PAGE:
House Speaker Dennis Hastert and Senate Majority Leader Bill Frist pledged last week to "fulfill America's Promise," by signing a series of initiatives geared toward empowering black Americans. The new legislation will focus on creating jobs and economic security, providing equal opportunity for quality education and strengthening faith and families.
The legislation was announced at the former estate of 19th-century abolitionist, Frederick Douglass, where the Republican leaders also pledged $995,000 to help complete badly needed renovations on the historic site. Often referred to as the "Father of the Civil Rights Movement," Douglass escaped bondage at age 20 and became a leading voice in the anti-slavery movement as well as a famous writer, publisher, orator, statesman and an advocate for women's rights. He lived in the Cedar Hills estate from 1877 until his death in 1895.
In his anti-slavery newspaper, The North Star, Douglass described his circumstances and the condition of slavery. "I ask . not for benevolence, not pity, not sympathy, but simply justice," was the paper's motto. It was out of this abolitionist movement that the Republican Party was formed, and the link between the two was not lost on Hastert: "As one of America's first Republicans, Frederick Douglass worked with President Abraham Lincoln to abolish slavery. The values and principles that Frederick Douglass and Abraham Lincoln worked so hard for in the 1800s are the same values and principles that we are fighting for as a Republican Party today," he said.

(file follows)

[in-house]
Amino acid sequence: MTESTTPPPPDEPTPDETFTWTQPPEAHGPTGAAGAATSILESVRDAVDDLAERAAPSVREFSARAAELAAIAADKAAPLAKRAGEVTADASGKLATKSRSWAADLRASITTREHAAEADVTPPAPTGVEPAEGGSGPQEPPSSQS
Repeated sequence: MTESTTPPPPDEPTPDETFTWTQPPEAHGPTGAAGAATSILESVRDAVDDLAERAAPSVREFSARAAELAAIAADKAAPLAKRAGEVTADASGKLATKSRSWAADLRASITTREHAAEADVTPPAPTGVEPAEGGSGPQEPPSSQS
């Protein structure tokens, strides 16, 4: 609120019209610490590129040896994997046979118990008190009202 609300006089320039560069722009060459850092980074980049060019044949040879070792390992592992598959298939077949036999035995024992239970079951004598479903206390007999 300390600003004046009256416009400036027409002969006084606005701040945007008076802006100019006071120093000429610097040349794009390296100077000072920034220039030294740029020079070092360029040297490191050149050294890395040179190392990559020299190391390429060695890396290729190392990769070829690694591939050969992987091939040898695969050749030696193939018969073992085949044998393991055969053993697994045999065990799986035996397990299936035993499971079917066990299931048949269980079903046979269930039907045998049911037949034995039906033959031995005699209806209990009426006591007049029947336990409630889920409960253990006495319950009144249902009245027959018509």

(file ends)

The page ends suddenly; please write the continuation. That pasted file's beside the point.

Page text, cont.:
And indeed, much good has been accomplished in that struggle. But work remains to be done. A shared history of slavery in this country has created social and economic hierarchies that persist to this day. We see evidence of this everywhere, most notably in the racial education and economic gap. This sort of economic and social stratification crushes the expectation of future success from too many of our minority children, and ultimately reinforces all the negative stereotypes about American blacks.
One response has been to shake our fists in anger at the establishment. Anger is justified. Anger is understandable. But heaps of indignation also make it easy for angry minorities to become marginalized and labeled "radical." That's why the emphasis needs to be on conventional social activism, not retribution. It is precisely this ideal of equality and self-sufficiency that is perfectly embodied by the legislative package that Hastert and Frist just unveiled.
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